A special session called by state Senate Majority Leader Dean Skelos to pass a cap on school property taxes was blasted Friday by a group of senators who characterized the vote as a "political scheme" that will harm New York's public education system.
Sen. Liz Krueger, a Manhattan Democrat, said the state needs "a good, progressive tax policy so that we make sure we're not tying the hands of communities" and their abilities to provide a sound education to children.
Caps passed in others states, including California and Massachusetts, have had disastrous results on public education, leaving districts forced to contend with fiscal constraints that have repeatedly led to program and staff cuts.
NYSUT and groups such as New Yorkers for Fiscal Fairness, the Alliance for Quality Education and the state School Boards Association also have pointed out a cap would not address rising costs that are beyond the control of school districts. In fact, a cap would only exacerbate inequities behind the state's achievement gap by requiring a super-majority vote to override Albany's arbitrary limits on school spending - something more easily accomplished by more affluent communities.
Sen. Neil Breslin, an Albany Democrat, said the Republican call for passage of the cap is "just pandering to the state of New York."
Breslin said he doubts poor urban and rural districts could operate within the scope of the cap, which would limit school property tax increases to 4 percent annually. The senator said the state needs a comprehensive tax-reform plan that brings targeted relief to struggling New Yorkers, such as seniors on fixed incomes.
Breslin said he'd prefer to see the Legislature pass "circuit breaker" legislation, a NYSUT-supported measure that would hold property taxes to a percentage of a household's income.
A Siena College poll released last month showed a majority of New Yorkers favor circuit breaker legislation over a tax cap. NYSUT, meanwhile, launched a $350,000 advertising campaign last month exposing the major flaws of a property tax cap and calling on state leaders to instead pass circuit breaker legislation.
Though the Senate returned to Albany Friday, the Assembly was not called back to the Capitol by Speaker Sheldon Silver. The full Legislature is scheduled to return to Albany Aug. 19 for what Gov. Paterson has called an "emergency" economic session.
"The Republicans bringing this (cap) to the floor today, particularly when the Assembly is not called in, is a political scheme," said Sen. Kevin Parker, a Brooklyn Democrat.
Both Breslin and Parker acknowledged they were standing in opposition to a plan that was initially proposed by Paterson, the leader of their party. Still, while the senators said they believe the governor is sincere in wanting to bring tax relief to New Yorkers, they don't believe a cap is the answer.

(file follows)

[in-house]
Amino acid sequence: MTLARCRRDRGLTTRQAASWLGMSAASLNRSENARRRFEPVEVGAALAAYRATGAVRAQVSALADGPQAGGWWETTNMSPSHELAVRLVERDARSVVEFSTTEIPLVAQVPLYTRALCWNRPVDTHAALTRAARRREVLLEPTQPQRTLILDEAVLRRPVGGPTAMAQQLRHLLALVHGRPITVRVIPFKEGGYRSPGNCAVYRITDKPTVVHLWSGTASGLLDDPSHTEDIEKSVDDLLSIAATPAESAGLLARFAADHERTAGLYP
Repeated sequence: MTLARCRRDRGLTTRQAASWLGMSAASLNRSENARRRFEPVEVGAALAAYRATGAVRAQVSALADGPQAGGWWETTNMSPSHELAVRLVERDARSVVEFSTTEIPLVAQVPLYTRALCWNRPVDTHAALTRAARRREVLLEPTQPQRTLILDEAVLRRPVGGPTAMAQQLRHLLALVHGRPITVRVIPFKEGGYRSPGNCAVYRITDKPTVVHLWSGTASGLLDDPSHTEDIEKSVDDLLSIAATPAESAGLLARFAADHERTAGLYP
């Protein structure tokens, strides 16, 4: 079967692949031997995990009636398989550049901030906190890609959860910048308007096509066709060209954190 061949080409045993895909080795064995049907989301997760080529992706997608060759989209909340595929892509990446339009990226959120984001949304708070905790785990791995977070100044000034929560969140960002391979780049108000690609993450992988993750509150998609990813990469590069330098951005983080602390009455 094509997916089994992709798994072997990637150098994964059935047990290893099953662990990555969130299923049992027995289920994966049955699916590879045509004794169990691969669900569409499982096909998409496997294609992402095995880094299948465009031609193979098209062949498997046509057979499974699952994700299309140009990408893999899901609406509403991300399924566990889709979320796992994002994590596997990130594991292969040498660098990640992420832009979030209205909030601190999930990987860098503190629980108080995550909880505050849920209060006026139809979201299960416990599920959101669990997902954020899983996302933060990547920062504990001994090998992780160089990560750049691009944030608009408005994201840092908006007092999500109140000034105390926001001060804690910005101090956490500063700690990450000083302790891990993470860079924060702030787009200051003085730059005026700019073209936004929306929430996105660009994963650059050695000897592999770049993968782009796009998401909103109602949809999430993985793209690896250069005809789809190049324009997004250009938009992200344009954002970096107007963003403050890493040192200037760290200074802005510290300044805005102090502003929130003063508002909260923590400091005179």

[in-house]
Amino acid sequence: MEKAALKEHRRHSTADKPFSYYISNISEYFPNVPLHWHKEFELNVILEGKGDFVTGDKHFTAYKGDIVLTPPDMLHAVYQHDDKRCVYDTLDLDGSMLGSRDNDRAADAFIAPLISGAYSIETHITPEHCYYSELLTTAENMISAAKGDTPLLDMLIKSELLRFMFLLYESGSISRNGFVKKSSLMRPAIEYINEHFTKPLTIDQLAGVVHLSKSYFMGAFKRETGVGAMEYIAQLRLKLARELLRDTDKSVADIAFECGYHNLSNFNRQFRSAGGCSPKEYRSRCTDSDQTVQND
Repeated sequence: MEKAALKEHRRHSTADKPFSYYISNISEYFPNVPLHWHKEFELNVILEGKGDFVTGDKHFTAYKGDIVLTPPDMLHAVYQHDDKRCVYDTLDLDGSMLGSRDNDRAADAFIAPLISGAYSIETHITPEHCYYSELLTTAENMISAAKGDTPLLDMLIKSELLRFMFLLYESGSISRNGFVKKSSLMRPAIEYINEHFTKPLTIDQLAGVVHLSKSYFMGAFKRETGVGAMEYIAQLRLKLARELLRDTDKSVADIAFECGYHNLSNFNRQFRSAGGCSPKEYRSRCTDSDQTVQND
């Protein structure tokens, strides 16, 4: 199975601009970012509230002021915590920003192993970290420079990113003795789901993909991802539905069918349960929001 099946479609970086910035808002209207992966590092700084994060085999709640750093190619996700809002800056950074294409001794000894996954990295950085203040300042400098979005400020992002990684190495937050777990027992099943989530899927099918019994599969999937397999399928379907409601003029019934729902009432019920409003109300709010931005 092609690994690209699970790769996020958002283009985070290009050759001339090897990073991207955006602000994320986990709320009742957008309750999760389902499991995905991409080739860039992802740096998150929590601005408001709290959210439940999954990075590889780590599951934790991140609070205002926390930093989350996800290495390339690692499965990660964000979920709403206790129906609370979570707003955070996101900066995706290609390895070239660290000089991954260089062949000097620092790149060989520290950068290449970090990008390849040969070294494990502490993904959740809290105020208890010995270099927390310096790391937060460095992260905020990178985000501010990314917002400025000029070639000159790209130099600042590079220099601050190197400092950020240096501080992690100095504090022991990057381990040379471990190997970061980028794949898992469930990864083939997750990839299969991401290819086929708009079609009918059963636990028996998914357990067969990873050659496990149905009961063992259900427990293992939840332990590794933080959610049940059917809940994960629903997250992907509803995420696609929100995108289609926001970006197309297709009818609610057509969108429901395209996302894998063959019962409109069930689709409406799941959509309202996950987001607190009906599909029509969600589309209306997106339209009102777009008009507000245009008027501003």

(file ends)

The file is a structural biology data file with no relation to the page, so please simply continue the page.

Skelos, in an interview on an Albany radio station, admitted a cap alone is not enough to provide tax relief to New Yorkers.
Given that, Skelos said the Senate will also vote during its session on bills that aim to bring mandate relief to communities and provides incentives to school districts to consolidate services.
Get the facts on the proposed tax cap - and learn why more New Yorkers prefer an income-based 'circuit breaker' approach to property tax relief.
What is a Circuit Breaker?
Just as a circuit breaker in a home protects the electrical system from an overload, a property tax circuit breaker would protect homeowners from a property tax bill that is too high relative to their household income. When asked to choose between the two proposals, New Yorkers overwhelmingly favor the circuit breaker approach over an arbitrary property tax cap. Learn more about the circuit breaker.
The Governor's Tax Cap Proposal - Analysis
NYSUT and its coalition partners acknowledge the need for property tax relief, but an artificial cap - like the one endorsed by Gov. Paterson - would harm education programs while dooming efforts to close the achievement gap. Similar caps have failed in Massachusetts and other states because they do not address rising costs beyond the control of school districts, inevitably leading to cuts to education programs that serve children and other public services. Learn more about why a tax cap is wrong for New York.
Worksheet: The Tax Cap Impact on Your School District's Funding
Use this simple, handy online worksheet to find out how much your district would have already lost if a tax cap had been implemented in 2005. Get the tax cap numbers for your school district.